Beer and probiotic lovers unite!
Researchers from the National University of Singapore (NUS)
have successfully made a beer that contains a probiotic strain called Lactobacillus paracasei L26. This strain can be found in human intestines, and is capable of inhibiting pathogens and viruses like Salmonella, as well as regulating the immune system.
Today's commercial and craft beers don't usually contain probiotics because of hops. When making beer, hops are added to give the beverage its flavor and provide bitterness to balance the sugar in the wort, plus it preserves the beer. The process created hop acids which consequently gave probiotics a hard time to thrive in that environment, limiting their growth and survival.
But with thorough study, the researchers was able to make a sour-tasting beer that can support L.paracasei L26! As graduate student Chan Mei Zhi Alcine explains, “For this beer, we used a lactic acid bacterium as a probiotic microorganism. It will utilise sugars present in the wort to produce sour-tasting lactic acid, resulting in a beer with sharp and tart flavors. The final product, which takes around a month to brew, has an alcohol content of about 3.5 percent.”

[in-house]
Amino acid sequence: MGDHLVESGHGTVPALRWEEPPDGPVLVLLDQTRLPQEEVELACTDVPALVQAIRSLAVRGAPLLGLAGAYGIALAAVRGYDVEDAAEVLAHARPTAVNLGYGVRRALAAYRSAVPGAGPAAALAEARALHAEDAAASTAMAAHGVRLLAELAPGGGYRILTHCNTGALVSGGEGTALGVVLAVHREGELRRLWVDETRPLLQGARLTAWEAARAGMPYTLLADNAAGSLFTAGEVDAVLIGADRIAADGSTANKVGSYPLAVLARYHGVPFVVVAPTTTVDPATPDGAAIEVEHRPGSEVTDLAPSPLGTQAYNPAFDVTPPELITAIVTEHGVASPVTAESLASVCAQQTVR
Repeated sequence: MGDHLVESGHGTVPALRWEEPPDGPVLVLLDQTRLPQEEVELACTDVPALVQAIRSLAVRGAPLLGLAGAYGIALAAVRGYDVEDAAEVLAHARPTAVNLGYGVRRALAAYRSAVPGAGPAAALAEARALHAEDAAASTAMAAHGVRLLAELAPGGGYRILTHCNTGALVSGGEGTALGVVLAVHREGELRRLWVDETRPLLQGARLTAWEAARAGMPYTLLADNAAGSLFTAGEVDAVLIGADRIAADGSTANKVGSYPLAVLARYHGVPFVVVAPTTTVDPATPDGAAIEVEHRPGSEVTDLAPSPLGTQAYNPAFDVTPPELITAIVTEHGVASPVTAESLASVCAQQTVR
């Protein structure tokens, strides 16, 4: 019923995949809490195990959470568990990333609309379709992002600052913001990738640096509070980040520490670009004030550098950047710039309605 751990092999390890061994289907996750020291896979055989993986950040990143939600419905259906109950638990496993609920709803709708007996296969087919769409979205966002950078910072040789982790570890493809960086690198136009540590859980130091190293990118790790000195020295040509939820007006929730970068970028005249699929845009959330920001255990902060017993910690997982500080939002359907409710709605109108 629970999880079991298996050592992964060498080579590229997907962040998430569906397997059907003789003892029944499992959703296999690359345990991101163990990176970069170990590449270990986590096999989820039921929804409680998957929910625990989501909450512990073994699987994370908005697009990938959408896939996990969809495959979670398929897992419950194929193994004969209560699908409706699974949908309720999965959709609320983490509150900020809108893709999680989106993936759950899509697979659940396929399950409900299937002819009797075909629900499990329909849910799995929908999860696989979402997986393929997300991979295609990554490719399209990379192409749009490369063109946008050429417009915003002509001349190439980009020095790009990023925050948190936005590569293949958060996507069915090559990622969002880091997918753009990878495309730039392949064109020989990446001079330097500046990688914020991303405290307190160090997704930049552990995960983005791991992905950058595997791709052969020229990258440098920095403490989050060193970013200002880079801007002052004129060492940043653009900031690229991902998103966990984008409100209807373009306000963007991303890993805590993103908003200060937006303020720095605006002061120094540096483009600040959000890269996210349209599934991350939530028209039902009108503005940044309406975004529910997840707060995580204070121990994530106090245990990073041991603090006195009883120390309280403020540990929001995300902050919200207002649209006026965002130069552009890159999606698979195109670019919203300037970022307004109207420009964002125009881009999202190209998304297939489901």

A daily consumer of dairy-based probiotic beverages herself, choosing a topic for her final-year project was easy. “The health benefits of probiotics are well known. While good bacteria are often present in food that have been fermented, there are currently no beers in the market that contain probiotics." However, the scientific community's still uncertain on whether or not probiotics is truly healthy for humans.
When taken orally, there is a greater risk of viable bacteria passing from the gastrointestinal tract to the internal organs compared to when taken systemically. And some people with certain health problems like short bowel syndrome, central venous catheters, and cardiac valve disease have a higher risk than healthy people.
Nonetheless, the beer game is strong with this one. The researchers even filed a patent for the recipe for brewing the probiotic beer. Associate Professor Liu Shao Quan from the NUS is optimistic that the sour beer would be a hit commercially. “In recent years, consumption of craft or specialty beers has gained popularity too," he said. "I am confident that the probiotic gut-friendly beer will be well-received by beer drinkers, as they can now enjoy their beers and be healthy.”
Combine this with beer yoga, and you are set for life.